Kenai Peninsula residents made it clear earlier this month they were not interested in a private prison proposal. Nevertheless, discussion of the prison raised other issues that remain unresolved. Those issues should be addressed statewide before memories of what happened on the peninsula completely fade.
First is the issue of privatization of prisons. Proponents of the prison saw an economic opportunity in a legislative mandate to open a private prison in Alaska.
That mandate has not changed. However, if voters on the peninsula are any indication of how voters statewide think -- and we believe they are -- legislators should rethink their position on private prisons.
While there were many reasons people may have voted "no" in the Oct. 2 election, one of the clearest reasons is they believe private prisons are wrong. Many people think private business should not be allowed to profit from housing prisoners and all that entails. Another recurring theme of the anti-private prison arguments was prisons are a public safety issue and best left in the hands of government. (Corrections may be one of the few things some people believe are best left in the hands of government.)
Legislators should take a close look at those arguments. Do people in Ketchikan -- or any other place where officials see a private prison as an economic opportunity -- think differently from their neighbors on the peninsula? Does any community really want a repeat of the divisive arguments?
This fact remains: Alaska inmates are being housed in a private prison in Arizona.
If private prisons are wrong, then they are wrong everywhere -- and private prison opponents still have their work cut out for them. Those opponents should convince legislators that private prisons are the wrong way to go, and money should be spent to expand existing state prisons to bring home those inmates now in Arizona.
If private prison opponents drop the ball now, they will send the message they are opposed to a private prison only if it is in their own back yard. State employee unions that fought the private prison also need to bring their convictions to the Legislature.
Another issue that begs to be addressed is the disproportionate number of Alaska Native men who are incarcerated. It is one of the reasons the Kenai Natives Association got involved in the private prison issue.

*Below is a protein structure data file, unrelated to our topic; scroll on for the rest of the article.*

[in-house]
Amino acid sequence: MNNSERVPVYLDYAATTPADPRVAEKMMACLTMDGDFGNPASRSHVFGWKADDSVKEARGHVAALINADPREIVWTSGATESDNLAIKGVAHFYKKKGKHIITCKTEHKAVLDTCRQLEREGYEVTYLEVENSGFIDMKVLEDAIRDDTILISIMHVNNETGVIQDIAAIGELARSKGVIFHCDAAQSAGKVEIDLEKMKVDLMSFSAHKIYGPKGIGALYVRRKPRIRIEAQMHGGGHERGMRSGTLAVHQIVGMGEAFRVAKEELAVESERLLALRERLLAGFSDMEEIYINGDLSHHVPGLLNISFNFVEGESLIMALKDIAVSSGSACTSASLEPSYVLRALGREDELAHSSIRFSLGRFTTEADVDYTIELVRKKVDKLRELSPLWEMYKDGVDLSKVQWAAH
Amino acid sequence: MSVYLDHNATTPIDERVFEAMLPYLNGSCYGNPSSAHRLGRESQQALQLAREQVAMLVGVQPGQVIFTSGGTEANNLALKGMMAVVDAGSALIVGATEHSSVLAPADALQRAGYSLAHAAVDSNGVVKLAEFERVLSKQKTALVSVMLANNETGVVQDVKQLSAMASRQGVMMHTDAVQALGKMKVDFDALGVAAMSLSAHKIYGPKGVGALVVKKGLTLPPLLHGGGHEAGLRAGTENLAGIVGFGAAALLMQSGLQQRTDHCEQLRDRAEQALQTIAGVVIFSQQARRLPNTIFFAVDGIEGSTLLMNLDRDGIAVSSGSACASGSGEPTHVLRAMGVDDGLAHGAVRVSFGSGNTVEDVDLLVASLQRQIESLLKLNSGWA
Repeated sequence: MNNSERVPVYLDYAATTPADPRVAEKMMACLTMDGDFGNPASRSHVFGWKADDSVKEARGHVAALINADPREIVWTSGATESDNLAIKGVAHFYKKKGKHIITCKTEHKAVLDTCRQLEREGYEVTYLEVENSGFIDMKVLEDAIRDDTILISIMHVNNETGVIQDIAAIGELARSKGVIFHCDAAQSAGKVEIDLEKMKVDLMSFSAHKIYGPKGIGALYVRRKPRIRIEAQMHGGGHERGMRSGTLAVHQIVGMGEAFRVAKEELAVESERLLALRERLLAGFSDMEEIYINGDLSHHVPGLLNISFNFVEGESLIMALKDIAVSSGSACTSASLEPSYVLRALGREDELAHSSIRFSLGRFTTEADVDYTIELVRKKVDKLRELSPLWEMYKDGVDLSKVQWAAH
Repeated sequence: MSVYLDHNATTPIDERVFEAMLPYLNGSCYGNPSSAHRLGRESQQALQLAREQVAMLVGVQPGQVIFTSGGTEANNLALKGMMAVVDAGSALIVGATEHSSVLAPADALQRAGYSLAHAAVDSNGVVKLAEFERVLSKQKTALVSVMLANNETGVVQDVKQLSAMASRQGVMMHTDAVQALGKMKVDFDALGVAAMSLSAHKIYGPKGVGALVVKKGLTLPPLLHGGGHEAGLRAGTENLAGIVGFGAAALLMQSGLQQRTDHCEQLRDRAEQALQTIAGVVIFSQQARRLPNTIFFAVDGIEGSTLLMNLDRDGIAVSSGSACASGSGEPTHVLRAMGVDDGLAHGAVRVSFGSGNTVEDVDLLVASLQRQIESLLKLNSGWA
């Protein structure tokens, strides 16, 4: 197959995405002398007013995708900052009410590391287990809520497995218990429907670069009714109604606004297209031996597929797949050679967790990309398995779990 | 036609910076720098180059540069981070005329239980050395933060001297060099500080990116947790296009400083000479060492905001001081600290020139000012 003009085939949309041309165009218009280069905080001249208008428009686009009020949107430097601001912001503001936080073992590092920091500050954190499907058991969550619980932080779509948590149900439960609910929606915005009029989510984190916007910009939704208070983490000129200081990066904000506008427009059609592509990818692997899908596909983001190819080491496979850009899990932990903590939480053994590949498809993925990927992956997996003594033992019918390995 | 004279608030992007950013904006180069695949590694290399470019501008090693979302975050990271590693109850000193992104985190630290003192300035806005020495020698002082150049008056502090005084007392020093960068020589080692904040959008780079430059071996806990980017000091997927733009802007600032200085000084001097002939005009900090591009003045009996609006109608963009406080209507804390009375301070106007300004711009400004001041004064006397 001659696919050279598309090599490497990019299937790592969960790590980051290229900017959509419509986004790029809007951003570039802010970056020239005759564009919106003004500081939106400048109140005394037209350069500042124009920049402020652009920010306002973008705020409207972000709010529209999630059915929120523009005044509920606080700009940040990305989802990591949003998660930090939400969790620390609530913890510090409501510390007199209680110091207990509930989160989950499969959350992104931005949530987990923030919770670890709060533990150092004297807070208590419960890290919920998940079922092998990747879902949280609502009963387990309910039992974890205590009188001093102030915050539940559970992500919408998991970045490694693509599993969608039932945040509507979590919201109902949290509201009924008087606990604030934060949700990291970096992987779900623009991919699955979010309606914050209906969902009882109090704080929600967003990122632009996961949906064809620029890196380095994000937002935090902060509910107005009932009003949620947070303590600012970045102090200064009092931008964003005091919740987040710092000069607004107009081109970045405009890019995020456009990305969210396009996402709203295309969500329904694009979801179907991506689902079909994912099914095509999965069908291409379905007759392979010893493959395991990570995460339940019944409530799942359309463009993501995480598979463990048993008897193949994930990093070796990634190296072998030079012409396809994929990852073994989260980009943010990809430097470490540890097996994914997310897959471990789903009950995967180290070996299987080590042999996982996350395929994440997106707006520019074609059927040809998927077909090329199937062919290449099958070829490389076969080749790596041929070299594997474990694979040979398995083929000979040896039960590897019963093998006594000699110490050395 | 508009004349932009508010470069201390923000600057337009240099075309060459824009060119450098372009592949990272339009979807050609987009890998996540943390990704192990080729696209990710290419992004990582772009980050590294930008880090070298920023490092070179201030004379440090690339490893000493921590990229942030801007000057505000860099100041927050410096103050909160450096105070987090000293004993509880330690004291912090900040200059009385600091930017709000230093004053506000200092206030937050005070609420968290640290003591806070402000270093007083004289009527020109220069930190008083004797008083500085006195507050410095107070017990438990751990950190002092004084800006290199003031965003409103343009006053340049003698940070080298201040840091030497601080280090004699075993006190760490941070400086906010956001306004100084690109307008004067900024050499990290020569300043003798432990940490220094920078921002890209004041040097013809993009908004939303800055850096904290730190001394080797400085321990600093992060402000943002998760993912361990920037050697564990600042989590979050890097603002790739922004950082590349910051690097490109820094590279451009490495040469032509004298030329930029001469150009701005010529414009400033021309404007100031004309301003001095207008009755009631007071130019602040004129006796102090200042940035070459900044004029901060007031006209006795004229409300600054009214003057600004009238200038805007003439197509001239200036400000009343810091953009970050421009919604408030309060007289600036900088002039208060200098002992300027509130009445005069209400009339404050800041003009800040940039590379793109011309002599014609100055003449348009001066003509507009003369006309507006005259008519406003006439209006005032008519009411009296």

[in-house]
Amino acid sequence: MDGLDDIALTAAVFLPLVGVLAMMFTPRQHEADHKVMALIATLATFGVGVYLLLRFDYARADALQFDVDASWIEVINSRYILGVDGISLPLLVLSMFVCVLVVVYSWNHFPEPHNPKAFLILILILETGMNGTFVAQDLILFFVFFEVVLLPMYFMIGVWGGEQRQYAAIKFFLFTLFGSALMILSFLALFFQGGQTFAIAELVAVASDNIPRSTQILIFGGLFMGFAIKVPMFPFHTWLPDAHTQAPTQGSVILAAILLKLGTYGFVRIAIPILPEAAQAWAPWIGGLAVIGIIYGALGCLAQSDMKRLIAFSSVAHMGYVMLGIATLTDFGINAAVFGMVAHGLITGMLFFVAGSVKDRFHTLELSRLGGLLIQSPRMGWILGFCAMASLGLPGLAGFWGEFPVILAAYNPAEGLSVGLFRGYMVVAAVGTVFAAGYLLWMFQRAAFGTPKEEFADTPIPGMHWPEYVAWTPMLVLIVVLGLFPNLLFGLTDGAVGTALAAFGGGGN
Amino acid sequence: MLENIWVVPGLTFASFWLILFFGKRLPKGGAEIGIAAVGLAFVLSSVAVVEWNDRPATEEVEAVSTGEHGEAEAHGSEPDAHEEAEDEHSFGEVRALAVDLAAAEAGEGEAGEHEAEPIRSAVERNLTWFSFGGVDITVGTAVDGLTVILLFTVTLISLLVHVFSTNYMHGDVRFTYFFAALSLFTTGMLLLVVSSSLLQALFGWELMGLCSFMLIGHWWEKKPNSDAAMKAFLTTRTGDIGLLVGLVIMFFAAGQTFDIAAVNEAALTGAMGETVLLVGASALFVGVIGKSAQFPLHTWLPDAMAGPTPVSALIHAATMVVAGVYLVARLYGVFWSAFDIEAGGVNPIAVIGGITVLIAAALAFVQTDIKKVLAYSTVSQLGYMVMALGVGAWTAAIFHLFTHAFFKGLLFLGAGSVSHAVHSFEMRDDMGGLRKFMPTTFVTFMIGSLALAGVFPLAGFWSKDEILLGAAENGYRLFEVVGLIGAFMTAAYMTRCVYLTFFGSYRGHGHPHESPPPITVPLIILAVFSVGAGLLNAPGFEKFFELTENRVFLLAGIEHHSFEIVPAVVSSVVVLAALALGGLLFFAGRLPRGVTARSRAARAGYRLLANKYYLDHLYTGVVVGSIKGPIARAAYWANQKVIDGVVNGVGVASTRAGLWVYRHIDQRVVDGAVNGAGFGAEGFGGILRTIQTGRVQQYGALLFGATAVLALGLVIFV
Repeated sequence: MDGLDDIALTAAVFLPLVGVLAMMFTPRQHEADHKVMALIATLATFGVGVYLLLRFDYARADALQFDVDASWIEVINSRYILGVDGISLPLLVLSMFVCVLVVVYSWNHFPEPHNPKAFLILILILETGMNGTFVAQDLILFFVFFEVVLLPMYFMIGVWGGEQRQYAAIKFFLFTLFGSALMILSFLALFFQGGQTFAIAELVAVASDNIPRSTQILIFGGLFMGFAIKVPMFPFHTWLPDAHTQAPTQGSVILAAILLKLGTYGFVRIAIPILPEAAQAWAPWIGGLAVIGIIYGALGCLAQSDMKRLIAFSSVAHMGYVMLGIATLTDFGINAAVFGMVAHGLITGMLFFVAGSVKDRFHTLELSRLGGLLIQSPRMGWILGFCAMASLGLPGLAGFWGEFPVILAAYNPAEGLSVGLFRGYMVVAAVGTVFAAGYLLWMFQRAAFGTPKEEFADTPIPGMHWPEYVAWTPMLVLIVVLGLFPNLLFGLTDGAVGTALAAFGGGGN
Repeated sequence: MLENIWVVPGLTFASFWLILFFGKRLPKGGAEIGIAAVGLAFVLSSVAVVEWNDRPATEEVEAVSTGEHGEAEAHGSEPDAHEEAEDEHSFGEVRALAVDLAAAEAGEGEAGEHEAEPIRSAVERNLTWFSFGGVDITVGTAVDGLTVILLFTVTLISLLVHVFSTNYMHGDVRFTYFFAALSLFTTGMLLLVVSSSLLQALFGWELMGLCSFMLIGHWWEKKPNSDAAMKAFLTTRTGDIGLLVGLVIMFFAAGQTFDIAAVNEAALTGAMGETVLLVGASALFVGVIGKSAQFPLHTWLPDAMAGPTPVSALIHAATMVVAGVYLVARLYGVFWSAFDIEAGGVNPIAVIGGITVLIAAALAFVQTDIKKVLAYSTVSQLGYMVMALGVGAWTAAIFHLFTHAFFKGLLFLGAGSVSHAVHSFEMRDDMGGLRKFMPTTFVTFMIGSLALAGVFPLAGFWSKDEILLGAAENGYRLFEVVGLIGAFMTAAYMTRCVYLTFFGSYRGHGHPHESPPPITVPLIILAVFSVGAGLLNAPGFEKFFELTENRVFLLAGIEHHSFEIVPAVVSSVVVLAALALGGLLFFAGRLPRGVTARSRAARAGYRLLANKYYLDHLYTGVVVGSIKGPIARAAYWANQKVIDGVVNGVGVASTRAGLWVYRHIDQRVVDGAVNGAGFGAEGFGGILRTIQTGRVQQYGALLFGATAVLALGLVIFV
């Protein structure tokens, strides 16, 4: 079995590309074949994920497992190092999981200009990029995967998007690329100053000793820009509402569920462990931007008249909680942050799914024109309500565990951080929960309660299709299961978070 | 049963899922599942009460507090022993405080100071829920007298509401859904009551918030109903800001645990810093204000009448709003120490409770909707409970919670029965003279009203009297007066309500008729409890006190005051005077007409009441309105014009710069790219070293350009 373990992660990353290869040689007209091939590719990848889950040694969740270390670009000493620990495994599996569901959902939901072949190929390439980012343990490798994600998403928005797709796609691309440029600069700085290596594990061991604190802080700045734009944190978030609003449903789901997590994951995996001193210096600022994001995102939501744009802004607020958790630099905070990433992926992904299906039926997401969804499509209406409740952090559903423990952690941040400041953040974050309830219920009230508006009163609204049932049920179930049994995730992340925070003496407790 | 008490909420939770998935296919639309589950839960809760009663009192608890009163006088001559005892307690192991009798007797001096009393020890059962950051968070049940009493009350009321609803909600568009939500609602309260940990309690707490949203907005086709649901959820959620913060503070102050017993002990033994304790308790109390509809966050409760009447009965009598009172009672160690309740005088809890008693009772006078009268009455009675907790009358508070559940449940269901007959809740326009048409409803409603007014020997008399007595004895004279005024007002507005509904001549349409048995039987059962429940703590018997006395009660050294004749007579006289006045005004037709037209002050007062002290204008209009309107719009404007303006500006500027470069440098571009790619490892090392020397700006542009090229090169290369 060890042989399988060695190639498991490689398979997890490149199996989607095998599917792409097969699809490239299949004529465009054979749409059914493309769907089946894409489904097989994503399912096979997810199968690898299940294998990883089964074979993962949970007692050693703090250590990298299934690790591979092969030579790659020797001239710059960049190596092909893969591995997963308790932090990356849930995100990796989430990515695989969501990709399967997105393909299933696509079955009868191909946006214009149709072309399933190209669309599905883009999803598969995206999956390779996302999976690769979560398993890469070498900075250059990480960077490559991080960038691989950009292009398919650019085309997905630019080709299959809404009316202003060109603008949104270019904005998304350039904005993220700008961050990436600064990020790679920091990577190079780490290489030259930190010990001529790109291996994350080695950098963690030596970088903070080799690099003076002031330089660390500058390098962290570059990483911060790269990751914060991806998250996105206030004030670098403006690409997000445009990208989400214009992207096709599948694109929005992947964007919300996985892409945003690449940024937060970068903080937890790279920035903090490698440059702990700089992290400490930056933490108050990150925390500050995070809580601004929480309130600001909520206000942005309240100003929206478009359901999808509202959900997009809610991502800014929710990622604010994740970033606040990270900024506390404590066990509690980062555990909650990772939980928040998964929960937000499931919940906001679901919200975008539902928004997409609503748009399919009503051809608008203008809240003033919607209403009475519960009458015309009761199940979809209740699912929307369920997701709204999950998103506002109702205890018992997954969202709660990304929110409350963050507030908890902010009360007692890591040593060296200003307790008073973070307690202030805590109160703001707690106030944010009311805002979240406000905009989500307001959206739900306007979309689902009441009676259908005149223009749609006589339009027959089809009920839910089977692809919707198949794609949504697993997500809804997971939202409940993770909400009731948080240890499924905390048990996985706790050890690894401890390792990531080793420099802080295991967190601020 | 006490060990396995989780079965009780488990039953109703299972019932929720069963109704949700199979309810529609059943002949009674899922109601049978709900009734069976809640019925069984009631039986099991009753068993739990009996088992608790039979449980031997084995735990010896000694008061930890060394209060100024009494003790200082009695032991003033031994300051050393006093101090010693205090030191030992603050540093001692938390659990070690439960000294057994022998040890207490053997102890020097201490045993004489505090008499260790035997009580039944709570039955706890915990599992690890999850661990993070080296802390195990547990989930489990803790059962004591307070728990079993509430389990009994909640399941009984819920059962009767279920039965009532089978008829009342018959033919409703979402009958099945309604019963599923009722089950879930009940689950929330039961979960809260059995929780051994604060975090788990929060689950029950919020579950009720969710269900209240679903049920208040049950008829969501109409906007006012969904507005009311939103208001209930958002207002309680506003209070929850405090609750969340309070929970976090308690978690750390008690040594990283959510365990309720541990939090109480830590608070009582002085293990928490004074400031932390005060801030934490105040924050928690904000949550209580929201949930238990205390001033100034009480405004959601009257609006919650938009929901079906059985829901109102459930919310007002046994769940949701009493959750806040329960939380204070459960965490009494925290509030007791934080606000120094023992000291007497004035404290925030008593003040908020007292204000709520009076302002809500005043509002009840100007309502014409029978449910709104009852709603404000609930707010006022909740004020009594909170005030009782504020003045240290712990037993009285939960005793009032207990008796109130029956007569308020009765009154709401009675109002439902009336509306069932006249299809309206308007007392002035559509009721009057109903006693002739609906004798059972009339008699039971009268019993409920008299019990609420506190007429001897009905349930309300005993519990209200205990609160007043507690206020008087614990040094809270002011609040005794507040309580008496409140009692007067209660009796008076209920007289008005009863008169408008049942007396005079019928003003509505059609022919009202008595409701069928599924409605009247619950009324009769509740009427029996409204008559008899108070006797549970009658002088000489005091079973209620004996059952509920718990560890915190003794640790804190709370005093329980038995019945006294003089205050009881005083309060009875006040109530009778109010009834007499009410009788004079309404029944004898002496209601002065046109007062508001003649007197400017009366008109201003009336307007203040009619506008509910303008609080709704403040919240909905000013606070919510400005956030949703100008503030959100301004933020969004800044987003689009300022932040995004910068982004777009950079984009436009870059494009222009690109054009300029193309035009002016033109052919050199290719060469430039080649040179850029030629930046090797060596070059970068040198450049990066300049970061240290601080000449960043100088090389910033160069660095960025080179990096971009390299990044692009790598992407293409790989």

The statistics should trouble all Alaskans. Alaska Native males make up 7 percent of the state's general population, but account for 37 percent of the state's prison population. Is racial profiling making Alaska Natives more prone to arrest and conviction? If alcohol abuse is the primary reason more Alaska Natives are in prison, are there better alternatives than more prison beds to solve that problem? This is an issue that needs to be addressed by both the executive and legislative branches of state government, as well as in our communities.
The third issue that the private prison raised that remains worthy of discussion and action is prevention. It's all well and good to want to bring Alaska inmates home and offer culturally relevant programs with the intent to decrease the recidivism rate, but can more be done to decrease the need for more prison beds in the future?
In the long run, won't money be better spent on prevention? If economic development is the goal, our focus as a community should be on quality education and healthy, stable families -- and keeping people out of prison. Those things don't produce fast money -- and they require some upfront expenditures -- but over the long haul they go a long way toward creating economically viable communities.
The thing about prevention efforts is that it is impossible to measure the rate of return a community gets for its investment. No one can say those efforts will result in 200-plus year-round jobs or a $66-million construction project. Our best guess, however, is that such efforts are invaluable to a community's well-being.
Lastly, it's important to remember those Alaskans now behind bars were our neighbors before they went to prison and they will be our neighbors when they get out of prison. Does the current system provide them with the necessary tools to find the will and way to become contributing members of the community upon their release?
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